Sarfaraz K Niazi
Therapeutic Proteins International, USA
Keynote: J Bioanal Biomed
Competition in the small molecule market is clearly divided into two categories, brand and generic companies. Of course, some brand companies have generic businesses and some traditional generic companies such as Teva have launched their own brand products. But for the most part, the small molecule market is comprised of brand and generic players. With the biosimilars market, we├ó┬?┬?re seeing a competitive landscape that goes beyond the traditional brand/generic paradigm. Traditional brand companies such as Pfizer, Amgen and Merck are developing biosimilars, as are major generic companies such as Sandoz, Hospira and Apotex. But all these companies have business in areas outside their biosimilars unit as well, be it in novel drug development or in generic manufacturing. Pure play biosimilar companies have a sole focus: developing biosimilars. Since these companies did not exist prior to the creation of the biosimilars market, they face many challenges and opportunities that other established competitors are without, ranging from financing to commercilization. This presentation will explore both the risk and benefit associated with competiting in the biosimilars market as a pure play company, and provide insight into how these risks and benefits differ from those of an established generic or brand company.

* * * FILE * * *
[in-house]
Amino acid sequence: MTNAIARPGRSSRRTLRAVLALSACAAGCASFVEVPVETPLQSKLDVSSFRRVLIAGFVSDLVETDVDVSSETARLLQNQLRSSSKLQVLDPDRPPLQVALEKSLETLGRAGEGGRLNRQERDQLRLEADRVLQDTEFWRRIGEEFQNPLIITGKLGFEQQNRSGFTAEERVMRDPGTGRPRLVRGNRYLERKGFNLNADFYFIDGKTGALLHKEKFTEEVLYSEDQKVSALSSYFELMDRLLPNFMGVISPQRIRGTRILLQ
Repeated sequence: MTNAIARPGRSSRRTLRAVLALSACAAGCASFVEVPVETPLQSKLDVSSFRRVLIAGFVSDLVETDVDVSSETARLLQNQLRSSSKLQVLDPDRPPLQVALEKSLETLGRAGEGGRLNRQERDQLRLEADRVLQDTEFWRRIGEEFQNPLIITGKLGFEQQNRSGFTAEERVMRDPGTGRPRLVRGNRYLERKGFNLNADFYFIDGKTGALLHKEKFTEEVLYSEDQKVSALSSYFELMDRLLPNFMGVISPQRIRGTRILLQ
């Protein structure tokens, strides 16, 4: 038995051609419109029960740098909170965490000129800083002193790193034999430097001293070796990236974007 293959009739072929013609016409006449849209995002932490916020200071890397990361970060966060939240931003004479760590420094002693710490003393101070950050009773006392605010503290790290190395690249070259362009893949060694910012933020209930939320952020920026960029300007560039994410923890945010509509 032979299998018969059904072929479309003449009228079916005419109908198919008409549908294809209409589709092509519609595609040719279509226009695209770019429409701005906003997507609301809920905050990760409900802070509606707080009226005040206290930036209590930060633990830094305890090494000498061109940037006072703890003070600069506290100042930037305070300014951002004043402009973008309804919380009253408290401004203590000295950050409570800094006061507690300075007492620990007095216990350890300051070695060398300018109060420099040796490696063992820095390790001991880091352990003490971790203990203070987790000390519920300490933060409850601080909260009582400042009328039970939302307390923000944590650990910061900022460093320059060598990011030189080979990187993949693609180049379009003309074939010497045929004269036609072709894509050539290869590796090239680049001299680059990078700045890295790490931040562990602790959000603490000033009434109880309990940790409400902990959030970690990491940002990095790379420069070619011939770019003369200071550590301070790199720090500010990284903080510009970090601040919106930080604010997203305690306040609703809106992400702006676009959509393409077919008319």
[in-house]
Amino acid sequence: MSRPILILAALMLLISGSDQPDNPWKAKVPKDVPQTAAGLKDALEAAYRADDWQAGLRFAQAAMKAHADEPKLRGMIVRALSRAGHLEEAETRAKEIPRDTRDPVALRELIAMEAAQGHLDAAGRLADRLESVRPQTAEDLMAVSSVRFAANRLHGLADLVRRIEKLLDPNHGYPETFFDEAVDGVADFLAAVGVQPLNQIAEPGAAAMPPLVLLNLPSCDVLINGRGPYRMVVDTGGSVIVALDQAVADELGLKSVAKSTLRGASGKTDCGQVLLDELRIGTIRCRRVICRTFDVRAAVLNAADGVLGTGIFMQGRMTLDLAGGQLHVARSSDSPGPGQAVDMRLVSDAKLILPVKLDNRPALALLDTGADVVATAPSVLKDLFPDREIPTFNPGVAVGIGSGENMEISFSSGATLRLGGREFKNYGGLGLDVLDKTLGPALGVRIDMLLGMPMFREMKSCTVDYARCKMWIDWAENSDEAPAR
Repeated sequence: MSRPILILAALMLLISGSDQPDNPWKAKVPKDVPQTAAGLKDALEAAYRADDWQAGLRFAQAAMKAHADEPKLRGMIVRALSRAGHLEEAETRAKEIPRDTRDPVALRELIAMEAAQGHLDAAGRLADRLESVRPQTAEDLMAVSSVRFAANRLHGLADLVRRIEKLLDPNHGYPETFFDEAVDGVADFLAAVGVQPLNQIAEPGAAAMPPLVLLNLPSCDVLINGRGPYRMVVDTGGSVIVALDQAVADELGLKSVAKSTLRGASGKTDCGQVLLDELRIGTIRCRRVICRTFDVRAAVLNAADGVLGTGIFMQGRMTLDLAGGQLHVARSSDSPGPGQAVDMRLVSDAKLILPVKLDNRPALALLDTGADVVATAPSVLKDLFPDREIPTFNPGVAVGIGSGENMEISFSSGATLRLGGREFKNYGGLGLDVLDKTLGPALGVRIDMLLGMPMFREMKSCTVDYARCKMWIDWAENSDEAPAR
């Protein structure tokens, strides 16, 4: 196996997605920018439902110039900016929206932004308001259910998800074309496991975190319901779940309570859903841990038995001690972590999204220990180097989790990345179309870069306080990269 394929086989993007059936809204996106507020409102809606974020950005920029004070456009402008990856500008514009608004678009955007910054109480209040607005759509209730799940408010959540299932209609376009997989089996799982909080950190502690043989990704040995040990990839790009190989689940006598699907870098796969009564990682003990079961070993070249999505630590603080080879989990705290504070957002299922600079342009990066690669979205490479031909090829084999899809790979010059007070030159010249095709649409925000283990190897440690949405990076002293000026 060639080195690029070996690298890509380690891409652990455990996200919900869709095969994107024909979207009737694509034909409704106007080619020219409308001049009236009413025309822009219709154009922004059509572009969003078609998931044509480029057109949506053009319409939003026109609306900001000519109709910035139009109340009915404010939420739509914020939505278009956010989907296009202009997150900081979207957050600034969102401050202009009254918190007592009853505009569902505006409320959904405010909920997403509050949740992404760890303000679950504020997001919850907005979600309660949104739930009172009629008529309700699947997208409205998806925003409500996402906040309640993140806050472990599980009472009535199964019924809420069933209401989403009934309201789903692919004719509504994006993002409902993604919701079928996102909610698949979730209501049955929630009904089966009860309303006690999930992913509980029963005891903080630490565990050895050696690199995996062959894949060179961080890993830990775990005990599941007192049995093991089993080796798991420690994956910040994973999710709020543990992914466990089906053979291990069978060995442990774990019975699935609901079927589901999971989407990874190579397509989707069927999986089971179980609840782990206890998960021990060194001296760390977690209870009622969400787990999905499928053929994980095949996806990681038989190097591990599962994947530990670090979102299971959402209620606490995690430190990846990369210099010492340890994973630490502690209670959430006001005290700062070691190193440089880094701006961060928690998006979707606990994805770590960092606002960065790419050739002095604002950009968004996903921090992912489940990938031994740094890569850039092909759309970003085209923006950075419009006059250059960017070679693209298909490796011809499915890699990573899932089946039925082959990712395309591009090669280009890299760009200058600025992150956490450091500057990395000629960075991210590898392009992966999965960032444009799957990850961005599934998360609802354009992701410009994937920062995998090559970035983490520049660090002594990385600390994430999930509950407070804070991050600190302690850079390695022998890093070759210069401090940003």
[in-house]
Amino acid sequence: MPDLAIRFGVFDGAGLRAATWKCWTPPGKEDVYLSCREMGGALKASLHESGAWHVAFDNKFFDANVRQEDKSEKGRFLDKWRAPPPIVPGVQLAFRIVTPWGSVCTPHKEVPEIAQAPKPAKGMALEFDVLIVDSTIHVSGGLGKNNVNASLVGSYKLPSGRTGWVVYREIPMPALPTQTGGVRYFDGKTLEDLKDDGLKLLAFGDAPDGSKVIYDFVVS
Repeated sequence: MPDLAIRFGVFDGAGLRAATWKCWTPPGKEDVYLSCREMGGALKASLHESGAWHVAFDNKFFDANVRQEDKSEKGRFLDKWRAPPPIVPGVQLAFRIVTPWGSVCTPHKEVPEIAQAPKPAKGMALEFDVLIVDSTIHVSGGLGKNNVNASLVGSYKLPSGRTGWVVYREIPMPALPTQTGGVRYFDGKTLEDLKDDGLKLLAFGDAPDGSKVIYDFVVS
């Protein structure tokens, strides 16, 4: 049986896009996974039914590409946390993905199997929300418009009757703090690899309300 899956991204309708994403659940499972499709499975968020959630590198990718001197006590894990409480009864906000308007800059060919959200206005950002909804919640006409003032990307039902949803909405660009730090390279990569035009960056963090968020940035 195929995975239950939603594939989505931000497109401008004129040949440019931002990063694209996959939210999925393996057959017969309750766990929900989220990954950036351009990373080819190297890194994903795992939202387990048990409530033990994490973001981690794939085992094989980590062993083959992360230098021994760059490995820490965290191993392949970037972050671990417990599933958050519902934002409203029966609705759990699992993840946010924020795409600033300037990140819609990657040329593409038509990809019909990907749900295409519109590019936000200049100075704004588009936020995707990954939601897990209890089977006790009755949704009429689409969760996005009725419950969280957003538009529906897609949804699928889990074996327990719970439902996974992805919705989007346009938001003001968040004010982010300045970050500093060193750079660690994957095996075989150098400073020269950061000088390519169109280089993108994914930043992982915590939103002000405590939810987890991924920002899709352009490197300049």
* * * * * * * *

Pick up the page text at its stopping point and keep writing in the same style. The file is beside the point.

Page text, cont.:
Sarfaraz K Niazi holds a PhD and is a Leading Authority on today’s biologic drug industry. Founder and Chairman of TheraProteins (TPI), a pure play biosimilar company located in Chicago, he is leveraging his diverse background and experiences to revolutionize the way biologics are made with the goal of enablinggreater access to high quality, life-changing biosimilars. He began his career in pharma at the University of Illinois, College of Pharmacy where he was a Tenured Professor before entering industry at Abbott Laboratories as Director of Technical Affairs in its International Division. Throughout his experiences, he witnessed a global disparity that fueled his passion for making high quality biologics affordable and accessible to people in need. He departed Abbott as a Volwiler Fellow to pursue that goal, first through consulting and soon thereafter through the founding of TPI.
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